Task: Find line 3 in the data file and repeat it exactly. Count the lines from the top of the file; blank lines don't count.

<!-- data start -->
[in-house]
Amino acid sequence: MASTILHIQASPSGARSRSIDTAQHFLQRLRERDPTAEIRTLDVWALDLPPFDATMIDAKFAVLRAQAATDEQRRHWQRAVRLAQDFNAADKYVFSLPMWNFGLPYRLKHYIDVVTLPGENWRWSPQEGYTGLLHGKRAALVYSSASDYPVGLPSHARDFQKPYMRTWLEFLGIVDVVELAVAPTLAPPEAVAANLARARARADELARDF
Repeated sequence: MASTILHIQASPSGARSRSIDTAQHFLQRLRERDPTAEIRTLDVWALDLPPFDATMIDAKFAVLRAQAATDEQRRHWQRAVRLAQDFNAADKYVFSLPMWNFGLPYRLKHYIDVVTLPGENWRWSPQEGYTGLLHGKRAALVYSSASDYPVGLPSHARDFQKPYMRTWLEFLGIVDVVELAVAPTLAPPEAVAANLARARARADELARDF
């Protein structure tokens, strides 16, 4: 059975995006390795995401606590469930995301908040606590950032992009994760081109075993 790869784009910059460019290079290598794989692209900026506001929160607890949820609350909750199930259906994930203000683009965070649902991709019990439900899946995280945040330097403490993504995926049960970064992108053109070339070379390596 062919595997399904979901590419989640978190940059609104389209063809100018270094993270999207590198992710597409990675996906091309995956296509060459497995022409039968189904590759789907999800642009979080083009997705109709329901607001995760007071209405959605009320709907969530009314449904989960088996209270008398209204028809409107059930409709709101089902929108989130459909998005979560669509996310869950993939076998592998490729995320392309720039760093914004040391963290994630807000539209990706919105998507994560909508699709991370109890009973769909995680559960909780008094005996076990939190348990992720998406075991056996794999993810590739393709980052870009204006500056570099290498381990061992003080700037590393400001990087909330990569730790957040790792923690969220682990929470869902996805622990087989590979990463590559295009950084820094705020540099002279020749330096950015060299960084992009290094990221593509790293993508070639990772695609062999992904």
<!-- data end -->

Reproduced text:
Repeated sequence: MASTILHIQASPSGARSRSIDTAQHFLQRLRERDPTAEIRTLDVWALDLPPFDATMIDAKFAVLRAQAATDEQRRHWQRAVRLAQDFNAADKYVFSLPMWNFGLPYRLKHYIDVVTLPGENWRWSPQEGYTGLLHGKRAALVYSSASDYPVGLPSHARDFQKPYMRTWLEFLGIVDVVELAVAPTLAPPEAVAANLARARARADELARDF